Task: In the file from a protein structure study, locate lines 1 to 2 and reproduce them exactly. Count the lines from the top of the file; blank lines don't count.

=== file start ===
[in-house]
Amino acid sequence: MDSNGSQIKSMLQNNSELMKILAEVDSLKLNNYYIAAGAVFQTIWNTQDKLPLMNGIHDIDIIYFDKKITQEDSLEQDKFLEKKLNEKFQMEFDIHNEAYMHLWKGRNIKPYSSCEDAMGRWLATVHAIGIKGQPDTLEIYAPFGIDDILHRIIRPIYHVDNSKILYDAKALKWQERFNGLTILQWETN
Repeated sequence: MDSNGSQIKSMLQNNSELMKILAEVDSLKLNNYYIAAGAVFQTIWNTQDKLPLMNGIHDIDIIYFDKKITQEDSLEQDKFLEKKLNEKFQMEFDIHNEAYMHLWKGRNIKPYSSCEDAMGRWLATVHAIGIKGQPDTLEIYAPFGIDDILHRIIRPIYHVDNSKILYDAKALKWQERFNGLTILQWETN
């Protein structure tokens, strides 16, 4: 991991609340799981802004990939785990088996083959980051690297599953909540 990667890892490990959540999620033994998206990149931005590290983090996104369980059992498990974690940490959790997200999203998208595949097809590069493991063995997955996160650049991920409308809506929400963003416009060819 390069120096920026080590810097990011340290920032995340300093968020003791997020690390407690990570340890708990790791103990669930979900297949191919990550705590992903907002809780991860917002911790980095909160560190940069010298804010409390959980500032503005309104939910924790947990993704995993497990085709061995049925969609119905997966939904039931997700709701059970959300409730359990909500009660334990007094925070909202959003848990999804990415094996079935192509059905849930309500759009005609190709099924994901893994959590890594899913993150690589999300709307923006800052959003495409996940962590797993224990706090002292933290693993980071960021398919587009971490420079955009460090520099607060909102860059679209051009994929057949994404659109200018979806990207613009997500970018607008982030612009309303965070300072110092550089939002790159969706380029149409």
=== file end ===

[in-house]
Amino acid sequence: MDSNGSQIKSMLQNNSELMKILAEVDSLKLNNYYIAAGAVFQTIWNTQDKLPLMNGIHDIDIIYFDKKITQEDSLEQDKFLEKKLNEKFQMEFDIHNEAYMHLWKGRNIKPYSSCEDAMGRWLATVHAIGIKGQPDTLEIYAPFGIDDILHRIIRPIYHVDNSKILYDAKALKWQERFNGLTILQWETN